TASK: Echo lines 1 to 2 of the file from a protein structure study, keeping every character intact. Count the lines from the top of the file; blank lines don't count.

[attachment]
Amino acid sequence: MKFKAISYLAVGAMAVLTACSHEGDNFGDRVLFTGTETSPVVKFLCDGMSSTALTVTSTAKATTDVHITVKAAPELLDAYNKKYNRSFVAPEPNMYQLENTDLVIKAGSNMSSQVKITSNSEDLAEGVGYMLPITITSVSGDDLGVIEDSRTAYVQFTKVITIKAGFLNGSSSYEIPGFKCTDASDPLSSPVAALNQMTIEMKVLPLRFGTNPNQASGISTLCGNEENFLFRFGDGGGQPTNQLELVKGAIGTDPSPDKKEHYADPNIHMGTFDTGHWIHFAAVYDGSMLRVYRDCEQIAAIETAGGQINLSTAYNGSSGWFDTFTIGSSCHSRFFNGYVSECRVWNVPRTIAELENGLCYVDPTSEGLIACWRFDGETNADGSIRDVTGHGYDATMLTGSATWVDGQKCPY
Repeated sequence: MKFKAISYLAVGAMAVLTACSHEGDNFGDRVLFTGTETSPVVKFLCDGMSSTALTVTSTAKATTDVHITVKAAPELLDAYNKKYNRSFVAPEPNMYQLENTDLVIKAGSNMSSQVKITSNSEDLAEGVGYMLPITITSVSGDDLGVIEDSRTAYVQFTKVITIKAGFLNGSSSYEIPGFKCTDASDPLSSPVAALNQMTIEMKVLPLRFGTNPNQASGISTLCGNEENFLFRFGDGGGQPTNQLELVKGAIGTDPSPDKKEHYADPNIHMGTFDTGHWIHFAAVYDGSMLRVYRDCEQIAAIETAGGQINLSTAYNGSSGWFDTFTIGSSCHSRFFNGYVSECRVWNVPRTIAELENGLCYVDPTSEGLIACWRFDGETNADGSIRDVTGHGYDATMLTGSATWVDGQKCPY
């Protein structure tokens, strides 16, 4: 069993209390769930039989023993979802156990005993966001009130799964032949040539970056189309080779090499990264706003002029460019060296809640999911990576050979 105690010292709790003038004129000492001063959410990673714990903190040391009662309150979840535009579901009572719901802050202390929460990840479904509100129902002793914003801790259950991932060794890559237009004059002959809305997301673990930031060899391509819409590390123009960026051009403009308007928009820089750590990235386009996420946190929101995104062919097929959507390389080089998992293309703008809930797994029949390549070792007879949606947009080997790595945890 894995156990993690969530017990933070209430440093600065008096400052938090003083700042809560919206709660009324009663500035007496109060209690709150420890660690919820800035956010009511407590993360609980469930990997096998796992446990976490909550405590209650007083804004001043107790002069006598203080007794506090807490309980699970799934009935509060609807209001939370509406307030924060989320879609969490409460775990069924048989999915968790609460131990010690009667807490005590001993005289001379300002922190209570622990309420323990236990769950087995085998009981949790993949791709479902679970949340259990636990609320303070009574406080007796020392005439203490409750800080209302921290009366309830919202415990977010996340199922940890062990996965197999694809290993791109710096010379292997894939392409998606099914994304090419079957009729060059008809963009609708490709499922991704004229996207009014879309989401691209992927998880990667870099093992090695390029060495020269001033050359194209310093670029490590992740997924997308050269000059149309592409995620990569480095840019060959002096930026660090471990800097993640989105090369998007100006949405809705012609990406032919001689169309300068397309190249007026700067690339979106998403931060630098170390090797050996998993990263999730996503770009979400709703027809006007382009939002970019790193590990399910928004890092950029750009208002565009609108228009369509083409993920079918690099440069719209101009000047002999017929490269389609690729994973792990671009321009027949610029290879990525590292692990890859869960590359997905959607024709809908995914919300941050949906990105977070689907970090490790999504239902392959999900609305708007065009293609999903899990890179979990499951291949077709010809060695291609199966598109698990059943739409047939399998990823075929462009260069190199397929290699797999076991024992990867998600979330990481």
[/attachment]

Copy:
Amino acid sequence: MKFKAISYLAVGAMAVLTACSHEGDNFGDRVLFTGTETSPVVKFLCDGMSSTALTVTSTAKATTDVHITVKAAPELLDAYNKKYNRSFVAPEPNMYQLENTDLVIKAGSNMSSQVKITSNSEDLAEGVGYMLPITITSVSGDDLGVIEDSRTAYVQFTKVITIKAGFLNGSSSYEIPGFKCTDASDPLSSPVAALNQMTIEMKVLPLRFGTNPNQASGISTLCGNEENFLFRFGDGGGQPTNQLELVKGAIGTDPSPDKKEHYADPNIHMGTFDTGHWIHFAAVYDGSMLRVYRDCEQIAAIETAGGQINLSTAYNGSSGWFDTFTIGSSCHSRFFNGYVSECRVWNVPRTIAELENGLCYVDPTSEGLIACWRFDGETNADGSIRDVTGHGYDATMLTGSATWVDGQKCPY
Repeated sequence: MKFKAISYLAVGAMAVLTACSHEGDNFGDRVLFTGTETSPVVKFLCDGMSSTALTVTSTAKATTDVHITVKAAPELLDAYNKKYNRSFVAPEPNMYQLENTDLVIKAGSNMSSQVKITSNSEDLAEGVGYMLPITITSVSGDDLGVIEDSRTAYVQFTKVITIKAGFLNGSSSYEIPGFKCTDASDPLSSPVAALNQMTIEMKVLPLRFGTNPNQASGISTLCGNEENFLFRFGDGGGQPTNQLELVKGAIGTDPSPDKKEHYADPNIHMGTFDTGHWIHFAAVYDGSMLRVYRDCEQIAAIETAGGQINLSTAYNGSSGWFDTFTIGSSCHSRFFNGYVSECRVWNVPRTIAELENGLCYVDPTSEGLIACWRFDGETNADGSIRDVTGHGYDATMLTGSATWVDGQKCPY